Barbara Dieu, EFL teacher and coordinator of the Foreign Language Department, Lycée Pasteur, Curso Experimental Bilingue, São Paulo, Brazil. "This booklet was created to illustrate and document the chat: 'Blogs and Presence Online' I gave at Tappedin on February 16th 2004 for for the TESOL EVOnline 2004 Session: Becoming a Webhead. I have structured it around the questions posted in the blog opened at http://yomar.bravejournal.com/entry/536

a) definition/contrasting/comparing blogs to forums, web pages, wikis
b) best blog providers
c) where to find and how to place add-ons like list of links, a tagboard / comment box, voice
d) how to make blogs collaborative and interactive
e) blog management in your everyday routine.")

Blogging and Tenure
In Pedablogue: A Personal Inquiry into the Scholarship of Teaching by Michael Arnzen, Associate Professor of English, Seton Hill University.

Blogging as a Course Management Tool
Jon Baggaley. The Technology Source, Michigan Virtual University.July - August 2003. "Blogging is on the rise at the University as an increasing number of academic and technical staff discover its liberating potential."

Blogging as a Dynamic, Transformative Medium in an American Liberal Arts Classroom
BlogTalks 2.0: The European Conference on Weblogs
Barbara Ganley, Lecturer, Writing Program and English, Middlebury College. Abstract: Undergraduate students in a group-blogging literature seminar epitomize the writings of Pierre Lévy on collective intelligence (1997) and Stephen Johnson on emergence (2001) through the formation of a strong, resilient learning collaborative in which multi-media work naturally blends into research, personal reflection deepens scholarly insights, and the students see themselves as crucial participants in their education. This paper will demonstrate how students become the course, using the interface as a way to “take over” as their own teachers, creating an “Other” of the teacher in a unique synthesis of online and face-to-face work; they narrate a different course than expected and, if as Roland Barthes notes that “narrative is a hierarchy of instances,” the students’ narratives in this course suggest that they are indeed evacuating—challenging—even these post-modern categories.

Blogging as Scholarship
Brian Weatherson, Sage School of Philosophy, Cornell University in Crooked Timber.

Blogging Goes Legit, Sort Of
Noah Shachtman. Wired News. June 06, 2002.
"One of the country's most respected training grounds for professional reporters has become the first school to offer a class on the 21st century symbol of do-it-yourself journalism."

Blogs @ Middlebury College
http://blog.educause.edu/hector/archive/2005/02/02/623.aspx
Hector Vila, Assistant Professor in Writing, Middlebury College, Middlebury, VT. February 02, 2005. "We have a very interesting experiment going on at Middlebury College: three different writing teachers exploiting the best blogs can offer, while also placing the form on notice: we are moving beyond it! we need to move beyond it!"

Blogs as Teaching Tools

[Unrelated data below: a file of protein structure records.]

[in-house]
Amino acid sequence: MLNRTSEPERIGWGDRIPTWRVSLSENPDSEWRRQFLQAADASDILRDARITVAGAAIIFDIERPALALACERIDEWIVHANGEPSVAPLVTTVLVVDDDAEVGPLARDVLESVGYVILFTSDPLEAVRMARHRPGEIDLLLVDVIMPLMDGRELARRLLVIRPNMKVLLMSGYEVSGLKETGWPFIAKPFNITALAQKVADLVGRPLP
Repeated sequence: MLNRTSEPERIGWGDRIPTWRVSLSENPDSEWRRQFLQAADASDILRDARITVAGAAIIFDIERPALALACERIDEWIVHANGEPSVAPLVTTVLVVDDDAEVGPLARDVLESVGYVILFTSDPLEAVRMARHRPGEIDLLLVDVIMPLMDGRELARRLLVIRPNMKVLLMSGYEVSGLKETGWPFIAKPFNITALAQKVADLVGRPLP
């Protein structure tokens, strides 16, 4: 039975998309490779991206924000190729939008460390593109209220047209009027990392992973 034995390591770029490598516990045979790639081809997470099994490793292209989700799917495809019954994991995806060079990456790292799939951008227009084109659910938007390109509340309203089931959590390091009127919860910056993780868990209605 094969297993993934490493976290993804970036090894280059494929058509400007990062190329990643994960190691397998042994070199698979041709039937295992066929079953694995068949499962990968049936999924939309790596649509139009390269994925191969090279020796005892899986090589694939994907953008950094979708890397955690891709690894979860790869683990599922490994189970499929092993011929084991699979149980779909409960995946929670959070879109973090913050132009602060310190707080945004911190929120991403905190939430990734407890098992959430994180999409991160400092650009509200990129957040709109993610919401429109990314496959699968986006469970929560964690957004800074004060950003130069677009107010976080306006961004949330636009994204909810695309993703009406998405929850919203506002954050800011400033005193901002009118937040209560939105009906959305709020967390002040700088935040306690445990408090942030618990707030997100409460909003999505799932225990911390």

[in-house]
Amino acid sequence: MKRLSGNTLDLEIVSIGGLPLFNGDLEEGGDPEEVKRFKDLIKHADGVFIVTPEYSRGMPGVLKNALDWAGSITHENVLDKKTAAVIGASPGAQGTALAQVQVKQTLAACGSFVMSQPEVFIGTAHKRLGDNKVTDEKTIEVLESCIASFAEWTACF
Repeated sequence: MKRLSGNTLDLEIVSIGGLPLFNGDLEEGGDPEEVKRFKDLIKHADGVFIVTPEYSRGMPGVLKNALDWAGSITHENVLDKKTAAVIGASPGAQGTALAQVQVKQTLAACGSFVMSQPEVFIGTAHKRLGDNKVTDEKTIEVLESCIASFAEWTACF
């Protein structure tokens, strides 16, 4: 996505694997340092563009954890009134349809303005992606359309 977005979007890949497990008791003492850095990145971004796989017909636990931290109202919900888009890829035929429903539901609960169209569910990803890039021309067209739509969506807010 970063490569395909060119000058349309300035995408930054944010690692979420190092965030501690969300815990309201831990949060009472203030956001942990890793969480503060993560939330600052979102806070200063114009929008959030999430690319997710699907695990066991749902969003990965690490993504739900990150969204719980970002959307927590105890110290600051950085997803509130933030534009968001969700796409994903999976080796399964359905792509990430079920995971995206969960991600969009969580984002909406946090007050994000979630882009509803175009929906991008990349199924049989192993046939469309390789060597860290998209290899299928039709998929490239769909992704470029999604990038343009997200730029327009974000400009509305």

From blog.bioethics.net, The American Journal Of Bioethics Editors Blog.

Blogs in Education
Instructional Technology Center at the University of Houston—Clear Lake.
"This page is designed to provide you some resources if you want to get started using blogs for yourself or with your students. The use of blogs in instructional settings is limited only by your imagination." Includes "Options for instructors using blogs" and
"Options for students using blogs in your courses include."

BlogShop 2.0
"This is the second iteration of our online, blog hosted, workshop about weblogs, or 'BlogShop'...The BlogShop includes some background information on weblogs, some suggestions for how educators might use them, and then some step by step, illustrated instructions for using the blog tool used here, MovableType.

Bridging the Gap: A Genre Analysis of Weblogs
An award-winning paper by Susan C. Herring, Lois Ann Scheidt, Sabrina Bonus, Elijah Wright, School of Library and Information Science, Indiana University, Bloomington.

Abstract: Weblogs (blogs)—frequently modified web pages in which dated entries are listed in reverse chronological sequence—are the latest genre of Internet communication to attain widespread popularity, yet their characteristics have not been systematically described. This paper presents the results of a content analysis of 203 randomly-selected weblogs, comparing the empirically observable features of the corpus with popular claims about the nature of weblogs, and finding them to differ in a number of respects. Notably, blog authors, journalists and scholars alike exaggerate the extent to which blogs are interlinked, interactive, and oriented towards external events, and under-estimate the importance of blogs as individualistic, intimate forms of self-expression. Based on the profile generated by the empirical analysis, we consider the likely antecedents of the blog genre, situate it with respect to the dominant forms of digital communication on the Internet today, and advance predictions about its long-term impacts.